Skip to content

The Hand Off: Asian Slaw

2010 August 12

by Brianna Bain

Sarah’s Stuffed cabbage set me off on a exalting rant ending in my proclamation to hopefully allow cabbage’s greatness to  rise up  and shift your assumptions around this under appreciated leafy herbaceous vegetable.  As a sort of disclaimer to my lofty goal, today’s recipe is only one way of appreciating cabbage and may not be THE conduit for establishing a new love of cabbage for you.  I do believe  this recipe does win points in the slaw category though, especially for those who loathe mayonnaise. This slaw is something that I have made many times and have altered in every iteration. Burned into my memory, this is actually the first time this recipe has materialized in document form for me.

As mentioned in Tuesday’s post I sourced all of the produce for this slaw from a combination of a local San Diego Farmers Market and my weekly CSA delivery. In true RecipeRealy form, I attempt to source all of my food items organically, locally or as sustainably as possible which seems to be more of a challenge when reaching for condiments. This recipe calls for sugar and soy sauce, which both carry a potentially heavy footprint in the socially and environmentally  friendly departments. So what is the best choice when a recipe calls for such items? I am always  balancing my choices between local, organic and sustainably farmed or sourced but there are some items that have very complicated identities behind their eco-image labels.  For this weeks recipe I used organic brown sugar and  traditional soy sauce form Trader Joe’s.  I do not use a lot of sugar or soy sauce in my cooking but I am always looking for a more local and organic sources (suggestions welcome) for when I do need them. There are other  options like organic Tamari (a gluten free option) over the traditional soy sauce and  in place of conventional white or brown sugar you can use more earth friendly organic fruit juices, dates, honey, maple syrup or Stevia.  Having options /substitutions for ingredients that a recipe calls for increases the likelihood that you will be able to find it organically, locally, or sustainably sourced. Giving you the freedom to decide what  is most important to you while still getting the flavor you want.  Don’t be afraid to try something new!

Learn more about the environmental impact of sugar and soy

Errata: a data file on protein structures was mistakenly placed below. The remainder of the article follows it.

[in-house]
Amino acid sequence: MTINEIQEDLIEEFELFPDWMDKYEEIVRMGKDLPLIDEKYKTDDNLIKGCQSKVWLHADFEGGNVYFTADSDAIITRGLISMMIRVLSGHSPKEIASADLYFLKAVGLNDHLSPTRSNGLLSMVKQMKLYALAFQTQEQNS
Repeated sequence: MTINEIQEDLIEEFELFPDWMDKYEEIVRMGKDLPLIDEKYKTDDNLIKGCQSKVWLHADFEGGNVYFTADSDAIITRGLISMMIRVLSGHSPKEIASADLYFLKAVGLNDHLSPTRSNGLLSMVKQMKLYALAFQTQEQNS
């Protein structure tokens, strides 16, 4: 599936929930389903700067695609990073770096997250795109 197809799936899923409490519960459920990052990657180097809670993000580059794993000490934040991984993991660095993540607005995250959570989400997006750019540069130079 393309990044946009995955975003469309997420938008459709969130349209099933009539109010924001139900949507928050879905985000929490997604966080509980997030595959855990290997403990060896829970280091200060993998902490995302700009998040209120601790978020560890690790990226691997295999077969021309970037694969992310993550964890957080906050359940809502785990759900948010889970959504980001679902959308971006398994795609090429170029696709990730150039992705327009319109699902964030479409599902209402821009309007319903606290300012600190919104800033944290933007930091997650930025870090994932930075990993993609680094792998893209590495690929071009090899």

Asian Slaw 

Prep time: 30 minutes

Total time: 30 minutes

Yield: 8 servings

Ingredients

  • 1/2 head thinly sliced red cabbage
  • 1/2 head shredded green or Napa cabbage
  • 2 red bell peppers, thinly sliced
  • 7 small to medium carrots, julienned or grated
  • 6 green onions, chopped
  • 3/4 cup chopped fresh cilantro
  • 6 tablespoons rice wine vinegar (or apple cider vinegar if preferred)
  • 1 tablespoons sesame oil (optional: use in place of 1 tablespoon safflower or grapeseed oil)
  • 6 tablespoons vegetable oil (I used grapeseed)
  • 1/2 cup creamy peanut butter
  • 1/4 cup soy sauce
  • 3 tablespoons brown sugar
  • 2 tablespoons minced fresh ginger root
  • 3 to 4 garlic cloves, minced

Cooking Directions

  1. In a large bowl, mix the, red cabbage, green cabbage, red bell peppers, carrots, green onions, and cilantro.
  2. In a food processor mix together rice vinegar, veggie oil, peanut butter, soy sauce, brown sugar, ginger, and garlic.
  3. Toss with the peanut butter mixture just before serving. Option: Serve topped with grilled chicken.

 

One of my favorite parts of this salad is the crunch but if you let it sit with dressing for more that 2 hours it will loose some of its appeal, flavors can over-amalgamate and breakdown, often the onion can take over in flavor. It is best to keep the dressing separate from the veggies until just before serving for the best flavor and crunch!  This slaw can be tweaked by adding more or less green onion, turn up the heat with a spicy red pepper or add grilled or baked chicken, tofu or tempeh. Some may also like to add wontons or chopped almonds or peanuts to the top. I have served this slaw as a bed to veggie spring-rolls, and regularly bring it to family BBQ’s  as an alternative to leafy green salad or potato salad. However you choose to serve this slaw I hope you enjoy this peanutty, sweet, crunchy Asian Slaw- a perfect addition to any summertime feast!

-Brianna